Management Of Childhood Diarrhea And Pneumonia Amongst Public And Private Frontline Workers: Assessing Know-Do Gap

India's Annual Health Survey-3 documented that around 85% of diarrhea and 90% of pneumonia cases are seen by a frontline worker. 473 accredited social health activists (ASHAs), the public frontline workers, and 447 rural medical practitioners (RMPs), the private frontline workers, were interviewed to understand their knowledge, and subsequently shown a video vignette developed by World Health Organization to understand their skills related to managing childhood diarrhea and pneumonia. While 41% ASHAs and 43% RMPs reported sunken eyes as a sign of dehydration, only 33% ASHAs and 35% RMPs identified sunken eyes in the video. While 39% ASHAs and 27% RMPs reported that loss of skin turgor indicates dehydration, only 3% ASHAs and 7% RMPs diagnosed dehydration based on the skin pinch test shown in the video. While 30% ASHAs and 28% RMPs reported fast breathing as a sign of pneumonia, only 3% ASHAs and 16% RMPs correctly counted the respiratory rate in the video. Similarly, 43% ASHAs and 28% RMPs reported chest in-drawing as a sign of pneumonia, but only 18% ASHAs and 12% RMPs correctly identified it in the video vignettes. While the self-reported knowledge of childhood diarrhea and pneumonia is moderate amongst ASHAs and RMPs, their ability to apply that knowledge to a video based case study was a lot lower. Future programs in the domain of childhood pneumonia and diarrhea, two major killers of under five children, should be directed toward strengthening assessment skills of frontline workers through enhanced training and regular, high-quality supportive supervision. Keywords: Child health, Evaluation, Research methodologies and methods Key Messages 1. High level of knowledge does not always transform to appropriate behavioral skills 2. Huge know-do gap exists amongst public and private frontline health workers in relation to the management of childhood pneumonia and diarrhea 3. Strong need of innovative training methodologies like the use of role plays, case studies, video-vignettes, etc. to build capacities of frontline health workers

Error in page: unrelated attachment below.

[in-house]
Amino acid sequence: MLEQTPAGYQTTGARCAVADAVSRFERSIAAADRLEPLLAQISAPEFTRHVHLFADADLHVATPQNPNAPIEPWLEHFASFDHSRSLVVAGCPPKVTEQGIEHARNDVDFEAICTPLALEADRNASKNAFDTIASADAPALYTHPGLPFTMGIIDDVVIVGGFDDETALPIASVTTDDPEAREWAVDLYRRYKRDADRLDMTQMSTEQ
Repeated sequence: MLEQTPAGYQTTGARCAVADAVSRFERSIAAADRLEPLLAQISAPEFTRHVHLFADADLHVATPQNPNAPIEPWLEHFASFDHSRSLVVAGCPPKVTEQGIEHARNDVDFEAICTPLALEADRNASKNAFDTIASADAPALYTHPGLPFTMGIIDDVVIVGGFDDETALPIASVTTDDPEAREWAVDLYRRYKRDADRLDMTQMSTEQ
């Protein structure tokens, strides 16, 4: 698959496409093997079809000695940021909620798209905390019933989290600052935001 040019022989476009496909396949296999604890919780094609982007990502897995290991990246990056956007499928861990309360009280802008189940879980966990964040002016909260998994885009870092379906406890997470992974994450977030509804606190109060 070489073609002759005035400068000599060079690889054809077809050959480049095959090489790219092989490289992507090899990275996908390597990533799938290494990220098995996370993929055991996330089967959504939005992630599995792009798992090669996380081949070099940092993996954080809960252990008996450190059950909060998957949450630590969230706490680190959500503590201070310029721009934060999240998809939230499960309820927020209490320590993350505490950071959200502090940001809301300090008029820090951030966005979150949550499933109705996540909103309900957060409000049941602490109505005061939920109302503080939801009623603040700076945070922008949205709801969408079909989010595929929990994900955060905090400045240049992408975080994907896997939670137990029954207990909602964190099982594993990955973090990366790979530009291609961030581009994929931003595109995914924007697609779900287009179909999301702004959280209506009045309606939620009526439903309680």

Ashutosh Mishra

Research Triangle Institute Global India Private Limited

Ashutosh Mishra is the Chief-of-Party for RTI International’s Research and Evaluation for Action in Child Health project. He has significant expertise in developing monitoring and evaluation frameworks for large-scale public health programs. Prior to this, he worked at Clinton Health Access Initiative to improve the management of childhood diarrhea. Dr. Mishra’s research interests’ lie in health impact assessment and the integrated maternal, neonatal, and child health strategy. He has been actively involved in designing interventions to reduce maternal and under the age of five morbidity and mortality.